The 27 gold medals with which the UK secured itself second place in the medal table at the Rio 2016 Olympics, ahead of China, surprised many and left a question in the air.
Can money buy Olympic medals?
When British swimmer Adam Peaty crossed the finish line and broke his own record to win gold in the 100 breaststroke in Rio, his victory was a reward for his efforts and talent, but also for his efforts. toThe UK's investment in its athletes.
Despite emerging as a potential star at the age of 14, Beatty initially had to raise money at parties organized by friends and neighbors so he could pay for trips to national competitions.
Until 2012 when he won Scholarship worth £15,000 (US$19,000).While his coach earned a place in the elite training program.
Both scholarships were funded by UK Sport, which It receives two-thirds of its money from the National Lottery.
Two years later, Beattie beat the Olympic champion in the 100m breaststroke final at the Commonwealth Games in Glasgow; The first of his many international titles.
In the UK, elite athletes with records like these qualify for an annual scholarship of up to £28,000 (US$36,000), so they can focus on their training.
In addition to funding athletes directly, UK Sport provides funds to government bodies for some sports, such as swimming, So they spend on infrastructure and trainers.
According to official information, the British government was spending about £5 million (US$6,535,000) annually on funding Olympic sports before the 1996 Atlanta Games, a tournament in which the Great Britain team won only one gold medal.
The jump came with Sydney 2000 where 11 times that budget.
The results were seen immediately: the GB Team He won 28 medals and was number 10 in the table.
For the 2012 London Olympics, the team spent £264 million (US$345 million), finishing third in the medal table with 65 medals.
Is this proof enough that money actually wins medals?
“Perhaps the most important evidence is comparison results GB Team Today with those obtained in Atlanta 1996. This was the last Olympic Games before the launch of the National Lottery Fund. The country won the gold medal and finished 36th in the table“says a UK Sports spokesperson.
“As a researcher, I suppose I should always say that correlation does not mean causation,” says Borja Garcia, a professor at Loughborough University.
“So not everything should be attributed to the increase in funding. However, it cannot be denied that this increase has generally led to better results at the Olympic Games,” he adds.
However, Garcia notes this It is not just the quantity, but the way the money is spent that determines this.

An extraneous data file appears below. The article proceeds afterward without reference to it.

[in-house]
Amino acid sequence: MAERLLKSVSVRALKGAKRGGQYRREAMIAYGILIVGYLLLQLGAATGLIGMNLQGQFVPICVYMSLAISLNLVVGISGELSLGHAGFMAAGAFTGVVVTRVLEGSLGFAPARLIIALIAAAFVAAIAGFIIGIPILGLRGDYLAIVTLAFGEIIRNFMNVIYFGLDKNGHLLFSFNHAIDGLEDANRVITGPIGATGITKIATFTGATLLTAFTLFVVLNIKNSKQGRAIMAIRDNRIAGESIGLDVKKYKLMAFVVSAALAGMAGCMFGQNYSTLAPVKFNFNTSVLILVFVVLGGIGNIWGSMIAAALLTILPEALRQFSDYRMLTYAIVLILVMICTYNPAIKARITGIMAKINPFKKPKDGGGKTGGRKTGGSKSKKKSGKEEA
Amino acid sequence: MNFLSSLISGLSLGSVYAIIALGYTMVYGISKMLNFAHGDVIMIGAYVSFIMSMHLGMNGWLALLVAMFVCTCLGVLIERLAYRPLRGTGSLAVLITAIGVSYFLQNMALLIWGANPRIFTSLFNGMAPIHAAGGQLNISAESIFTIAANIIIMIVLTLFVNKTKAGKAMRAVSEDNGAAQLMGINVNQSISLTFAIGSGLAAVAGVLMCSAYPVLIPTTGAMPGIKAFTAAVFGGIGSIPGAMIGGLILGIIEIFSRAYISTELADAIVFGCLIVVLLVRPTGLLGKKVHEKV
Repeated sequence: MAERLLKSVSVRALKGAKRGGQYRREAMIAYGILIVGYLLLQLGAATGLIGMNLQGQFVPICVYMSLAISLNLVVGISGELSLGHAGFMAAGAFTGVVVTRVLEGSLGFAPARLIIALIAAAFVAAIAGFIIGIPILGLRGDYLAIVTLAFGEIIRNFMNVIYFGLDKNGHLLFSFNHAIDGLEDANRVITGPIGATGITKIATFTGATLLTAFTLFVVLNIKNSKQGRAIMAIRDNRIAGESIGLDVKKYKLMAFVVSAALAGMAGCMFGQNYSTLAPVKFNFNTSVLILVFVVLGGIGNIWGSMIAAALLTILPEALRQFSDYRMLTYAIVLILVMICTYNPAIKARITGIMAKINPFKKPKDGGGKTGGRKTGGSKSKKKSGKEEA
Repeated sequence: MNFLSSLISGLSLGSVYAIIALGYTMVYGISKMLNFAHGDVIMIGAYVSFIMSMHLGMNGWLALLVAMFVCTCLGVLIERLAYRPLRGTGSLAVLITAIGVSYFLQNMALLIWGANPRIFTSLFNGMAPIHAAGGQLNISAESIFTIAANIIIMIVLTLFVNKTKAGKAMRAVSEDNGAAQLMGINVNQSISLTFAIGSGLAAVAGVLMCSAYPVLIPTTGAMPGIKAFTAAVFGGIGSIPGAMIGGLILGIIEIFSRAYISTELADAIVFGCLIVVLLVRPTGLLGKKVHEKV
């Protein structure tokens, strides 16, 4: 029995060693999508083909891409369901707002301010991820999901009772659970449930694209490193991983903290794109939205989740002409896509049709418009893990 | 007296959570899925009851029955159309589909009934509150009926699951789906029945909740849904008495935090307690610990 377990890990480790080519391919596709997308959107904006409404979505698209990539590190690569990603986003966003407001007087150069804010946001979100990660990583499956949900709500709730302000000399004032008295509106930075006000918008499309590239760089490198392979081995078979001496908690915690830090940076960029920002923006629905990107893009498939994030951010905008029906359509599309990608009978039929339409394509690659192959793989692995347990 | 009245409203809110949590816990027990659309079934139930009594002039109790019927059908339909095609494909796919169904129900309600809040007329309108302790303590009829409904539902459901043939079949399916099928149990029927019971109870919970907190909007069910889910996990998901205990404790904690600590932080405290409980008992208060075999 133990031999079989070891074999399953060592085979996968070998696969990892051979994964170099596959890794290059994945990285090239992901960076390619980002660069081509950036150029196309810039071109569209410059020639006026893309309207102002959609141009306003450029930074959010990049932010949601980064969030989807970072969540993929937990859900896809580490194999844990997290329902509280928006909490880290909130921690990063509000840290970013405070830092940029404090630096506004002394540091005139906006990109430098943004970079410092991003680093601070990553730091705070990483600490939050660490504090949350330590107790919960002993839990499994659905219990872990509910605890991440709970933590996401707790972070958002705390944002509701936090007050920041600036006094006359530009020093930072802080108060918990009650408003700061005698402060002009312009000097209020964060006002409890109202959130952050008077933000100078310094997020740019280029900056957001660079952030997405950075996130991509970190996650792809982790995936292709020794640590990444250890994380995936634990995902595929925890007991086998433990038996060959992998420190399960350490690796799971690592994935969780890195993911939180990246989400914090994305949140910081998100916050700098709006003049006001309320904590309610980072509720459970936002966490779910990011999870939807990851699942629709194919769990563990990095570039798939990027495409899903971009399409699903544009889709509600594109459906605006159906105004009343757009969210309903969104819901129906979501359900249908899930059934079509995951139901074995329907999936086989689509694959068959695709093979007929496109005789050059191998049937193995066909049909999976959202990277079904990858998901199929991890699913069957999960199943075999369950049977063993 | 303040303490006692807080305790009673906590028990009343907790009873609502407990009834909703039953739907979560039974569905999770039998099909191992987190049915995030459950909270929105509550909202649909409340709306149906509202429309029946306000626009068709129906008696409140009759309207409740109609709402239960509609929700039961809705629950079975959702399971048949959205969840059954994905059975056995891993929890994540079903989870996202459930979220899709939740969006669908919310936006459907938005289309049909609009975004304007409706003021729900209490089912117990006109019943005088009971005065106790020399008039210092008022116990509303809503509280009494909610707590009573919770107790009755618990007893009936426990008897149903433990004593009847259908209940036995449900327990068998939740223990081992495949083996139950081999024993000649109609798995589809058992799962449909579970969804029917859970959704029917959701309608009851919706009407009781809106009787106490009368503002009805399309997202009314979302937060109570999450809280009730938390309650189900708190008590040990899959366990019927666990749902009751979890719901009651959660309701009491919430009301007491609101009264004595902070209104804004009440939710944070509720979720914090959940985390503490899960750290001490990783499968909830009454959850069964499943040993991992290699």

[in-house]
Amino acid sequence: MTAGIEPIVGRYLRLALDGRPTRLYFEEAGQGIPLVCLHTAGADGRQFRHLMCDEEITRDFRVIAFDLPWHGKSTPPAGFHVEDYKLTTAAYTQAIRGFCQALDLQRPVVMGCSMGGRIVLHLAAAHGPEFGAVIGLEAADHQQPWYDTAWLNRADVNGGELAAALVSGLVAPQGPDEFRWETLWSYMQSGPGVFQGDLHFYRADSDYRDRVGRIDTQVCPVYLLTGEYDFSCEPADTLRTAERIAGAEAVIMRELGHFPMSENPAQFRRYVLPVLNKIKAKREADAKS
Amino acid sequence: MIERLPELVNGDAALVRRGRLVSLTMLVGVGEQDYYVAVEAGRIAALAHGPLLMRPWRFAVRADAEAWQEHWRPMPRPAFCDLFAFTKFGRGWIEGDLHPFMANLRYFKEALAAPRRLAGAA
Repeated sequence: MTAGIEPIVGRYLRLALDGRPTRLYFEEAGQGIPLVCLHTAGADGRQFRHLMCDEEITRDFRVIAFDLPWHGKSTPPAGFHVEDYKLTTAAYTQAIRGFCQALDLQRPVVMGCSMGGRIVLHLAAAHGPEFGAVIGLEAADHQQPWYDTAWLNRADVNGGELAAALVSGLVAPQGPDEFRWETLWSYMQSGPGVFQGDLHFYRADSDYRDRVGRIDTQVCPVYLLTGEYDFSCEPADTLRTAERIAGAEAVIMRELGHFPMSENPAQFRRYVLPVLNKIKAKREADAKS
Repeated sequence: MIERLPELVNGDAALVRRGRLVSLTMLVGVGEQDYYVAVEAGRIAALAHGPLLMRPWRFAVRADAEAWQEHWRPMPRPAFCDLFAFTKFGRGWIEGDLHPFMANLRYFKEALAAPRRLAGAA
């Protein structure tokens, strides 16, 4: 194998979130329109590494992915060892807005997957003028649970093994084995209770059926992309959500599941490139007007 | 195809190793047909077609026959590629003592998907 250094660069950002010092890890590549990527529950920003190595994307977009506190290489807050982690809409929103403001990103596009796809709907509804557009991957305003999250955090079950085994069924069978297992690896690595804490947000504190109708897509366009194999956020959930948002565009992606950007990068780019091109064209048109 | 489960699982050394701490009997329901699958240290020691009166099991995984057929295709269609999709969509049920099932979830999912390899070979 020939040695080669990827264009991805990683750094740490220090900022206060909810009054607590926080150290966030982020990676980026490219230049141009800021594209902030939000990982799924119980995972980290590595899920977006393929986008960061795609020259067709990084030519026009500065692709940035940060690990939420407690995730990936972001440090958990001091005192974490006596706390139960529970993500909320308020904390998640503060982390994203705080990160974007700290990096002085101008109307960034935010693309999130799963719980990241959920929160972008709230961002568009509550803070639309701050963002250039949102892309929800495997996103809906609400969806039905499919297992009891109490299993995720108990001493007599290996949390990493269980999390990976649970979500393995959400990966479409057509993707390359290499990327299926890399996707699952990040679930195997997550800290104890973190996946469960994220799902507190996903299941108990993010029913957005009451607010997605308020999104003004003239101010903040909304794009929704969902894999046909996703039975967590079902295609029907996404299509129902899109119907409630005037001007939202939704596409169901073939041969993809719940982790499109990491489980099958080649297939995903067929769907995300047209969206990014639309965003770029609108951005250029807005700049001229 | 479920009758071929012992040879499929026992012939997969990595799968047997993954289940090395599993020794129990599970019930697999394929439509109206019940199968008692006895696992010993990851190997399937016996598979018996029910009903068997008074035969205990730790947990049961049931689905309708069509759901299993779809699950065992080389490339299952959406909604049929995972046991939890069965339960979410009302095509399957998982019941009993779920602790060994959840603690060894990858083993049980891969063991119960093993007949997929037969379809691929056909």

“It's not about the amount of money, it's about the way it is concentrated, invested and scrutinized,” he says. “It has given clear results although there are those who think so The method of investing is “brutal”“.
By “brutal” he means that only sports that have proven success and have the potential to medal in the next two Olympics receive this money.
on the contrary, One bad result could mean an overall reduction in allocations for that sport.
What sports are funded?
Before starting each funding cycle, all sports submit to UK Sport a detailed cost strategy and They commit to achieving a certain number of medals In the following Olympic and Paralympic Games.
UK Sport evaluates all strategies and allocates funds prioritizing the best strategies.
“We started with sports that were more focused on winning medals and they didn't falter,” Garcia explains.
“The budget for each sport is annual and its value is determined Based on results He adds: “At important events every year, to determine whether they are still in the running for the next Olympics.”
Rod Carr, director of British Sport, defends this strategy. “In the early 2000s [los gimnastas] They were fairly low key. They didn't do well in Sydney, so Their money was cut off“He tells the programme today On BBC Radio 4.
“So they went back to basics, took their entire program apart, looked at what worked and what didn't work, and built it back up,” he says.
Although the women's volleyball team rose more than 60 places in the rankings to reach the top twenty in the world within four years, He did not win any medals At the 2012 London Games she lostOr finance it. And at the 2016 Rio Olympics they didn't even send a team.
On the other hand, sports such as cycling and rowing still receive funding that helps them remain among the best.